There is of course a heavy American presence in the peloton, but for now let me hone in on one of America's brightest young talents, Lawson Craddock. Leader of the Cannondale team, Craddock has made his transition from his early U23 classics showings to a potentially exciting climber and obvious GC threat. Last year he slipped down the Cali GC with the race truncated by snow, but two years ago, on a tougher circuit, he took third overall. That was his age-22 season, and since then he's made a habit of hanging around the week-long stage race GC rankings, bagging ninth in the prestigious Pais Vasco, 16th in Paris-Nice and sixth in Criterium International (a two-day event). In the VPV he was just barely off the pace of Nairo Quintana and Alberto Contador on the primary mountain stage. With only one true climbers' stage, a climby-ish run up to Tahoe, and an ITT, this is a good course for Craddock.

6. Bradley Wiggins Still Races

He even has a support rider or two. How does a three-man team gain entry into this race? I have no idea. As for Sir Bradley, he's racked up four race days so far this year, so you know he's coming to kick ass. [He'll probably win the time trial, actually.] This is about as clear an indication that it's an Olympic year as you'll see on the road.

7. Taylor Phinney.

What he'll do next is anyone's guess. But he won't be lying around waiting for something to happen.

8. The GC Battle

OK, on to the main course. There are quite a number of contenders planning to show up here. BMC will rely on Rohan Dennis to handle the climbs and blow the doors off the competition in the time trial -- not a bad strategy, particularly with a deep team that has Phinney, Brent Bookwalter, Sammy Sanchez and Michael Schar in support. Cannondale can try Andrew Talansky if Craddock doesn't have the legs to win.

Among the foreign interlopers, Julian Alaphilippe of Etixx-Quick Step very nearly won last year and might be thinking the second time is the charm, but Petr Vakoc might be a better bet, even if his ability on the Santa Barbara stage is something of a question. Basically, I wouldn't put anything past him. A more conventional favorite would be Jurgen Van Den Broeck, as his legs began to wake up at Yorkshire and the ITT will be fine with him. Peter Kennaugh heads up the always formidable Team Sky, though he was awfully quiet in Yorkshire. Lachlan Morton of Jelly Belly just won the Tour of the Gila, which is an indicator that he's ready to challenge for the win here.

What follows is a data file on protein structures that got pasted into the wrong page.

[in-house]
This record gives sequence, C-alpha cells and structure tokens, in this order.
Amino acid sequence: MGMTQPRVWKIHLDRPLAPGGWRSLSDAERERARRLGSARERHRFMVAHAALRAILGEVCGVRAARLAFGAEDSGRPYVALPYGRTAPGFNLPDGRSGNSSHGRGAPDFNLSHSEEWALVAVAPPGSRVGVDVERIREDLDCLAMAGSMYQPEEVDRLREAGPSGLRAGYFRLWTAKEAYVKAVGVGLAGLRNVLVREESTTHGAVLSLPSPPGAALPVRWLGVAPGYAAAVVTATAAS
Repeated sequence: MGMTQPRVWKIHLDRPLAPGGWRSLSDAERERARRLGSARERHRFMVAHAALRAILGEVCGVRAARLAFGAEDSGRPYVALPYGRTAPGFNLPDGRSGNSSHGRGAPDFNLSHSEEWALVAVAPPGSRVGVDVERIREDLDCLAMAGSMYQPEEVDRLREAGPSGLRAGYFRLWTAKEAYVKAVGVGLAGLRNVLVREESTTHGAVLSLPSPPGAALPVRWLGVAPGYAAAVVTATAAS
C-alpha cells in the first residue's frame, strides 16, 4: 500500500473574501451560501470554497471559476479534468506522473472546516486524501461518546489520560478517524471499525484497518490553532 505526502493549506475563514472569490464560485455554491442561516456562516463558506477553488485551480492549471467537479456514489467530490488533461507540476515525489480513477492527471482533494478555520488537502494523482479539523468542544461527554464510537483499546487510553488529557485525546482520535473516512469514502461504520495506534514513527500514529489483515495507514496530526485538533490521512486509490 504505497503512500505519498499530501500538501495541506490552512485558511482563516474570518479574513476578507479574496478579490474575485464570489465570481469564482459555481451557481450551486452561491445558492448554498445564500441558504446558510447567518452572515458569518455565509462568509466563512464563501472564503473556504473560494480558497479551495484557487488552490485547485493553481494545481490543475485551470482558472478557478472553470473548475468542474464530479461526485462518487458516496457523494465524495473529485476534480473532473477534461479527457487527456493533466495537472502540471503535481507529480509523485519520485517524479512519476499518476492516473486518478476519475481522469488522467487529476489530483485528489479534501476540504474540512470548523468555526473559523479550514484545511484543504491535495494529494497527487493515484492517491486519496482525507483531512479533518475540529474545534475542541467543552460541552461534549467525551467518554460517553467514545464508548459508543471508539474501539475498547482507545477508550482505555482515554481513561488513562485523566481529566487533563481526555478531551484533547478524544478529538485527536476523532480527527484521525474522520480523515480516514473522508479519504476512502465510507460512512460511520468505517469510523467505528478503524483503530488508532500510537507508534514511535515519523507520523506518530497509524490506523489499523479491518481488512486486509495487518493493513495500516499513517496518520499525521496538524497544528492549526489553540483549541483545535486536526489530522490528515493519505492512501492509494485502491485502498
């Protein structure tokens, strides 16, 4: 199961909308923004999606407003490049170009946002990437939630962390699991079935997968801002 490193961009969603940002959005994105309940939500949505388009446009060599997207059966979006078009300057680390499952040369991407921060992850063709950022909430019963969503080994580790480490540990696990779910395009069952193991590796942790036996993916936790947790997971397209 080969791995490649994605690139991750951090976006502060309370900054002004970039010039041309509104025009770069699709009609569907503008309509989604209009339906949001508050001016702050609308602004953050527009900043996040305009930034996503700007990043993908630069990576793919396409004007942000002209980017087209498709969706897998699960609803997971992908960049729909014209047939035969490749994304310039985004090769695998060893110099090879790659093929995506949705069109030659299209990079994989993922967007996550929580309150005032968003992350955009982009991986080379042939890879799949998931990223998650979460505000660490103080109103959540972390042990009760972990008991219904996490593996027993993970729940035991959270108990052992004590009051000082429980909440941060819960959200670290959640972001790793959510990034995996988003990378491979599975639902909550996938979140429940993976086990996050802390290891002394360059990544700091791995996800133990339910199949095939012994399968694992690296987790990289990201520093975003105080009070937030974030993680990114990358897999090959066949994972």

9. There's a full women's race!

OK, "full" might be a little strong, the women don't start til stage 5 of the men's itinerary, the stage to Lake Tahoe, but that's a trend in the right direction. I'm not sure how decisive that course will prove to be, but it should give the climbers a general advantage heading into the time trial. I haven't followed enough women's races this year to say anything intelligent apart from "Lizzie Armitstead," but she is one of the few big names absent from the start list. Megan Guarnier and Evelyn Stevens head up a formidable Boels-Dolmans squad, at least one publication thinks Marianne Vos will continue her comeback there, and the best of the rest will include Emma Johanssen, Kristin Armstrong, Mara Abbott, Lisa Brennauer, and Trixie Worrack.

10. Mother Nature Cooperates

The famously lovely California weather will allegedly be back, after last year's difficulties -- not the first the race has grappled with. So even though it's tempting to take things for granted, let's all exhale a bit and appreciate what should be a very nice week.